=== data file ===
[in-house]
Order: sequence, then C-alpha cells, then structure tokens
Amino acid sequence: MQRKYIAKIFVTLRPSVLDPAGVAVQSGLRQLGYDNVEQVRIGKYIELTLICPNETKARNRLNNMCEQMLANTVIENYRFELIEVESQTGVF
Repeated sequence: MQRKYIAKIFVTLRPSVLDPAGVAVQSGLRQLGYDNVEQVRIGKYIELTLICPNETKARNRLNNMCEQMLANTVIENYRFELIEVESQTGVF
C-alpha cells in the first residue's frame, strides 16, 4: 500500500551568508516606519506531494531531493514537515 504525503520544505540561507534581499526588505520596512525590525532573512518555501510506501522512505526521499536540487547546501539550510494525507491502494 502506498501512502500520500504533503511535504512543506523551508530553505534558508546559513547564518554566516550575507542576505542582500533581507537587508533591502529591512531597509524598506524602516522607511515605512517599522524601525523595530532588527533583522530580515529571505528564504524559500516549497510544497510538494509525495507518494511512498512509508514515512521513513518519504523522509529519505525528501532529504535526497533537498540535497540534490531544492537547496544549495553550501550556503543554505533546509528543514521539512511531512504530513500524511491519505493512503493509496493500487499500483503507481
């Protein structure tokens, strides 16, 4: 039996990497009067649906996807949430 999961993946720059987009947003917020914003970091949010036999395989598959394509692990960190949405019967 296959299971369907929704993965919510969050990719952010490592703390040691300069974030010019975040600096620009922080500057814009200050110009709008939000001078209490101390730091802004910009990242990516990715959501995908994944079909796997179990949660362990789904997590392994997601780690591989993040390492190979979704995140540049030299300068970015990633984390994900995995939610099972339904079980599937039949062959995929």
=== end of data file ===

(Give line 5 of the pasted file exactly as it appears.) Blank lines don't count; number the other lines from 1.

C-alpha cells in the first residue's frame, strides 16, 4: 500500500551568508516606519506531494531531493514537515 504525503520544505540561507534581499526588505520596512525590525532573512518555501510506501522512505526521499536540487547546501539550510494525507491502494 502506498501512502500520500504533503511535504512543506523551508530553505534558508546559513547564518554566516550575507542576505542582500533581507537587508533591502529591512531597509524598506524602516522607511515605512517599522524601525523595530532588527533583522530580515529571505528564504524559500516549497510544497510538494509525495507518494511512498512509508514515512521513513518519504523522509529519505525528501532529504535526497533537498540535497540534490531544492537547496544549495553550501550556503543554505533546509528543514521539512511531512504530513500524511491519505493512503493509496493500487499500483503507481